Although R. M. Sellars never learned to read, he was an astute businessman and moderately well to do for the times and locality. He bought a part interest in a grist mill and used money from that and other business ventures to buy farm land. I am not certain, but I believe that grist mill must have been the one that my half great uncle James H. Carter and his sister Martha J. Carter Jordan inherited from their grandfather, Herring Carter, as that mill was on Tired Creek as was the one great grandpa owned an interest in. R. M. Sellars eventually ended up owning several mills and over a thousand acres of land. Some 18 "sharecropper" tenant farmers cultivated it in partnership with him, and lived on the land.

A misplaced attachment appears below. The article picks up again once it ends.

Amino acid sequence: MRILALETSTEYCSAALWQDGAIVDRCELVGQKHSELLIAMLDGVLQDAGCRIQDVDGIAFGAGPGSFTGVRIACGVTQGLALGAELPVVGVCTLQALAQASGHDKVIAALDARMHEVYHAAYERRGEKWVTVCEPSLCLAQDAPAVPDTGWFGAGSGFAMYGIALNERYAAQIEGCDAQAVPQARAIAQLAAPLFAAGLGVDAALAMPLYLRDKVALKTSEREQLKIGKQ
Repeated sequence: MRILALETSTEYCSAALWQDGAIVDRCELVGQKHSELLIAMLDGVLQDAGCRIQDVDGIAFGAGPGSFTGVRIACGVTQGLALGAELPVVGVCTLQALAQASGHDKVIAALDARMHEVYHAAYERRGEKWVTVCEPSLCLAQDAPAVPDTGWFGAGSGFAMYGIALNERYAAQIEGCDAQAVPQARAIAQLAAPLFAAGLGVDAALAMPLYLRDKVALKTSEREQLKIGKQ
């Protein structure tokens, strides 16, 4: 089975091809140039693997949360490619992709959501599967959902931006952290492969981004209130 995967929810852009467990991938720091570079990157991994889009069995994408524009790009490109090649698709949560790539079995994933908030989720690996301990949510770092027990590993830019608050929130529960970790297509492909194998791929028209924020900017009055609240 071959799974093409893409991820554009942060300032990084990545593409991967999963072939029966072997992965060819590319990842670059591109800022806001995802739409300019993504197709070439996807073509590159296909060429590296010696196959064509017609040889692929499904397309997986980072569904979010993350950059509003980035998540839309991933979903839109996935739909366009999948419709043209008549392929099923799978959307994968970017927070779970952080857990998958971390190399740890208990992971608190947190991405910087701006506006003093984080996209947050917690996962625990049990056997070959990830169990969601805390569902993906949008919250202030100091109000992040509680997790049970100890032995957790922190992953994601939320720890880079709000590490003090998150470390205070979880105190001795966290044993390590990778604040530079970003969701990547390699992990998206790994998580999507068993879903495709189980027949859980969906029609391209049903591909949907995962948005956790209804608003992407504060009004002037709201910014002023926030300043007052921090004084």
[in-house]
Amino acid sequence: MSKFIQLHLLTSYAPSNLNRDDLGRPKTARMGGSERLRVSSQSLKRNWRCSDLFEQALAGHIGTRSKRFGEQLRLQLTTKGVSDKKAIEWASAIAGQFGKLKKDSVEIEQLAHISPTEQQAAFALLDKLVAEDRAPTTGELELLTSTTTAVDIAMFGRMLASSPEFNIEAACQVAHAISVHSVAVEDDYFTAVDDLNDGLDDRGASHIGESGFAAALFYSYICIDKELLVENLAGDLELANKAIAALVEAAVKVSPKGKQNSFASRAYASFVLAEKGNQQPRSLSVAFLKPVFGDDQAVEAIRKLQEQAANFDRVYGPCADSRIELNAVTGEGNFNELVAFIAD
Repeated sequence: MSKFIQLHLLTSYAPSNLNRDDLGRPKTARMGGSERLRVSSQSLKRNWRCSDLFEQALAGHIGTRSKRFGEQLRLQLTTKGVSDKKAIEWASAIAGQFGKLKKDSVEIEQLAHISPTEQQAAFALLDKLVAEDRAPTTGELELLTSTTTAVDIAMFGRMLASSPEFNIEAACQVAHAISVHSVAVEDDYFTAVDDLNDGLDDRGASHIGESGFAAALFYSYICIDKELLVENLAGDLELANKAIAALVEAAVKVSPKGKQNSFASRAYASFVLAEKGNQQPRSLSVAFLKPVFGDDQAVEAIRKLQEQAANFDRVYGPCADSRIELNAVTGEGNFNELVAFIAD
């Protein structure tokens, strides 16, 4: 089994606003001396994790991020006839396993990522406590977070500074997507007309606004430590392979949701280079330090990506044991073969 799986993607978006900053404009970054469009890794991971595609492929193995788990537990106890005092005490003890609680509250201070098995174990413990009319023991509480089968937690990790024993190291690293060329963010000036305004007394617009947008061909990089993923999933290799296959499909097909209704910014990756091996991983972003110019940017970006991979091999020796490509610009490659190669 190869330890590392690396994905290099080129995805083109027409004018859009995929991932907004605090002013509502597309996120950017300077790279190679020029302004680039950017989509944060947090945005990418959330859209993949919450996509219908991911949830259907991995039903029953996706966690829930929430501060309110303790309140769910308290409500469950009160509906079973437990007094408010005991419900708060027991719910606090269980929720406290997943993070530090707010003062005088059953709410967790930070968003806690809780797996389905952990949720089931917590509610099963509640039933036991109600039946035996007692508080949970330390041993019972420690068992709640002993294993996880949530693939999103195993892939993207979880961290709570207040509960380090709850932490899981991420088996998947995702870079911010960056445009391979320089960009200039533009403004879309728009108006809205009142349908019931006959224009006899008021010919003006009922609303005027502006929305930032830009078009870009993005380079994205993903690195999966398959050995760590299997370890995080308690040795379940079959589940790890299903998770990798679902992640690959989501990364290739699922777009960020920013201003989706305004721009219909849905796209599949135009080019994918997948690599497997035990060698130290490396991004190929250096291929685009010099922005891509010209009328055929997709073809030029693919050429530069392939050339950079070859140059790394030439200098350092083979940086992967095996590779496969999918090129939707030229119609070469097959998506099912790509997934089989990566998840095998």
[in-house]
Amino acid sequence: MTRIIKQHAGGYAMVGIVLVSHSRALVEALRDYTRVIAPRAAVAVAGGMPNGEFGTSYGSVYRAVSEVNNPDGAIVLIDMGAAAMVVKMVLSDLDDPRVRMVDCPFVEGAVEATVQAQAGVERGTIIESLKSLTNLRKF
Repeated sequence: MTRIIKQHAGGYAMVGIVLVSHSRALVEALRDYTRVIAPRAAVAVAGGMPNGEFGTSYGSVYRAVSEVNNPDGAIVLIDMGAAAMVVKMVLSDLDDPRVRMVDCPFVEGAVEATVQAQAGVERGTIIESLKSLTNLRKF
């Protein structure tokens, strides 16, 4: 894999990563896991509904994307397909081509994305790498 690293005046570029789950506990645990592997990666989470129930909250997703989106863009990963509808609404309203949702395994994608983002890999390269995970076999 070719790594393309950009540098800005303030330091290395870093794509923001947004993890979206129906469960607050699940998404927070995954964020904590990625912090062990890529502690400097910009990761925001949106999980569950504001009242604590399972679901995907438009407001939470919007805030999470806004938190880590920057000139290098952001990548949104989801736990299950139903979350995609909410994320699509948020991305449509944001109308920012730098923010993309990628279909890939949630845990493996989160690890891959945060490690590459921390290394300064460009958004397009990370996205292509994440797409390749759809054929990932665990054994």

I have oral history to the effect that R.M. Sellars was a deacon and the treasurer of Long Branch Baptist Church, north of Cairo in what Thomas County till 1906 but is now Grady County, Georgia, and that as a result of the dispute with his ex-wife, he was asked to resign from the deaconry... but he was also asked to remain on as treasurer and did. If that was the case, it was apparently but a temporary situation. Long Branch Baptist Church records do not name deacons, but do show acceptance into membership and expulsions from the church. The breakup of the unhappy couple is reflected in church records as follows: